The PineTab2 is an upcoming 10.1-inch Linux tablet based on the 1.8 GHz Rockchip RK3566 quad-core Cortex-A55 processor and equipped with up to 8GB RAM and 128GB eMMC flash.
The new model is a clear step-up compared to the Allwinner A64-based PineTab which did not survive the supply shortage and has also gone through a complete physical redesign with a modular metal chassis that is easy to disassemble for upgrades and change parts such as the eMMC module, camera module, battery, or even the display.
PineTab2 preliminary specifications:
- SoC – SoC – Rockchip RK3566 quad-core Arm Cortex-A55 @ up to 1.8 GHz with ARM Mali-G52 2EE GPU supporting OpenGL ES 1.1/2.0/3.2. OpenCL 2.0. Vulkan 1.1, 0.8 TOPS NPU
- System & Storage
- Option 1 – 4GB RAM, 64GB eMMC flash module
- Option 2 – 8GB RAM, 128GB eMMC flash module
- MicroSD card slot
- Display – 10.1-inch IPS display (other details TBC)
- Video output – Micro HDMI port up to 4K @ 60 Hz
- Audio – Speakers and Microphone, 3.5mm audio jack
- Cameras – 5MP rear camera, 2MP front-facing camera/webcam
- Connectivity – WiFi and Bluetooth
- USB – 1x USB 3.0 Type-C port, 1x USB 2.0 Type-C port also used for charging
- Expansion – PCIe exposed on board, but reserved to hardware “hackers”
- Misc – Volume rocker and Home button, optional magnetically attached keyboard with backlight
- Battery – 6,000mAh battery in prototype, but it may change at launch
- Power Supply – 5V via USB port
- Dimensions & Weight – TBD
The photo below seems to confirm the M.2 socket found in the original PineTab is gone, at least in the prototype.
If we look at the somewhat blurry image of the PineTab-RK3566 PCB, we’ll notice two footprints for the wireless module because the company is currently testing two different WiFi/Bluetooth modules, and the one fitted to the board is a BES chip (possibly BES2600W), or the same brand as the Bluetooth audio chip used in the PineBuds earbuds.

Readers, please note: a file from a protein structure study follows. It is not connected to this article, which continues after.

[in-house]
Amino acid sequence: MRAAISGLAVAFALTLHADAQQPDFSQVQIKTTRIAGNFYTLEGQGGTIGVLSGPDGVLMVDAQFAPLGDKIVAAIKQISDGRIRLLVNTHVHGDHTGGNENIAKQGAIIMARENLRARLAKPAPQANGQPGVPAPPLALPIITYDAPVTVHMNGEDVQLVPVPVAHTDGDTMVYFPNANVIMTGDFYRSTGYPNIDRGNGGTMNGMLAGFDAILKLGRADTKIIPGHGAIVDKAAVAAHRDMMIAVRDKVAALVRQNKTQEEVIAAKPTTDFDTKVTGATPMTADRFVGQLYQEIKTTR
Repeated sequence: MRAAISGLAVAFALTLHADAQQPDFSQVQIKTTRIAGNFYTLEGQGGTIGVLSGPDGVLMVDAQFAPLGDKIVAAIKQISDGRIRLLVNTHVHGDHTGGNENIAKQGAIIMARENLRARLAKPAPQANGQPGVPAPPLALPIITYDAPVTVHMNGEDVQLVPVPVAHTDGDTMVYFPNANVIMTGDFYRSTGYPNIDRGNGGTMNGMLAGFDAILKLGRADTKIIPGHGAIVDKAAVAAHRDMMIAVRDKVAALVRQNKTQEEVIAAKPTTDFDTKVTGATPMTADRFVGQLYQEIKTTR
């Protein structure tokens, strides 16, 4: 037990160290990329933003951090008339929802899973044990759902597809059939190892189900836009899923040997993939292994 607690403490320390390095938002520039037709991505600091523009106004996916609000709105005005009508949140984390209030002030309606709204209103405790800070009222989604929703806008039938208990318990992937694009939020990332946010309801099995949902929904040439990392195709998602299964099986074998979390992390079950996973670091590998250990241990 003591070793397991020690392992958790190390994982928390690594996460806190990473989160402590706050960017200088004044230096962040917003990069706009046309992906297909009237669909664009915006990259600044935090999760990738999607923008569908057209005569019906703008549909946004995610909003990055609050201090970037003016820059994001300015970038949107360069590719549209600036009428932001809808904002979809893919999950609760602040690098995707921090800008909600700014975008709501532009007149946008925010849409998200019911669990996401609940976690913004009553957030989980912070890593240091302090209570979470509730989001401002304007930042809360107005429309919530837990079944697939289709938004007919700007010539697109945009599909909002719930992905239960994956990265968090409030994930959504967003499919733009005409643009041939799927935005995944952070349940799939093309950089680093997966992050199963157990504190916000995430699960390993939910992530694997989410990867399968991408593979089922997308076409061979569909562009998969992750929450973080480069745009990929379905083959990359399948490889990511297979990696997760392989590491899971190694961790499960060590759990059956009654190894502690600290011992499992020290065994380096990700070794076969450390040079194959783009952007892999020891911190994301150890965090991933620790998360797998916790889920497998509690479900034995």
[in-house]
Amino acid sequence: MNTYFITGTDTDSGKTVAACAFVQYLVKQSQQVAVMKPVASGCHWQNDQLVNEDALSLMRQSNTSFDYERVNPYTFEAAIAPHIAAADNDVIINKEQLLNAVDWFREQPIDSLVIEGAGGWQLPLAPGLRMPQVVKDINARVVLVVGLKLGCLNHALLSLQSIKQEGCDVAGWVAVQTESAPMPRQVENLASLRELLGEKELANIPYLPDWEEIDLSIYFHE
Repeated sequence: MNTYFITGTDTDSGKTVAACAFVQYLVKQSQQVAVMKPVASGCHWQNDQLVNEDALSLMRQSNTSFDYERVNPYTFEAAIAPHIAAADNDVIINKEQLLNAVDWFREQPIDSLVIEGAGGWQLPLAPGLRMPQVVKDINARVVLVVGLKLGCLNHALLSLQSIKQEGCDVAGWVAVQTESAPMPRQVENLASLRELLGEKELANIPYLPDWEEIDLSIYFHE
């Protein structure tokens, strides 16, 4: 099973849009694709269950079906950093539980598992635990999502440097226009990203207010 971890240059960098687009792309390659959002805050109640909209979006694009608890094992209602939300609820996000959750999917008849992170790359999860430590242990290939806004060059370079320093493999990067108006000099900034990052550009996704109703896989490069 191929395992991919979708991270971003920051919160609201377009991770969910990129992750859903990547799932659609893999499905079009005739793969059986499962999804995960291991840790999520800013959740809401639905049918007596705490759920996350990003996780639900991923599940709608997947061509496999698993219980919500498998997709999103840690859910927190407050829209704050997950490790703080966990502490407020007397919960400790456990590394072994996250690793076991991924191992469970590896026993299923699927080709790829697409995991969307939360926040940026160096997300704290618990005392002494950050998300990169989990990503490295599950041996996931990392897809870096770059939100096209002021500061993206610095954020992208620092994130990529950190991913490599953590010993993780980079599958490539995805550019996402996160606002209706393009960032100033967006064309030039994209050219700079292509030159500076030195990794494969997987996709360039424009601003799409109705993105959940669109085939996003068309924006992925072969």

The announcement also mentions that software development for the RK3566 platform has reached a “high level of maturity with both mainline and BSP Linux supporting nearly all core functionality of the chipset”. That’s basically all the work done in the Quartz64 SBC and SOQuartz system-on-module with the same processor with, for instance, some changes to be upstreamed to Linux 6.2 for GPU, HDMI (including audio), and PCIe, as well as DietPi v8.11 with good support for the Quartz64 board with Linux 6.1-RC1. There was no mention of the PineNote e-Reader, so it could be the project is dead as it could have been a bit too expensive as a tinkering platform.
Pine64 will ship prototypes to developers this month and next, and hopes to start selling the PineTab2 sometime after Chinese New Year (January 21 – 27), but considering they have yet to decide on the exact wireless module, battery, and display to use, I would expect a launch later in Q1 2023 more likely.
Jean-Luc started CNX Software in 2010 as a part-time endeavor, before quitting his job as a software engineering manager, and starting to write daily news, and reviews full time later in 2011.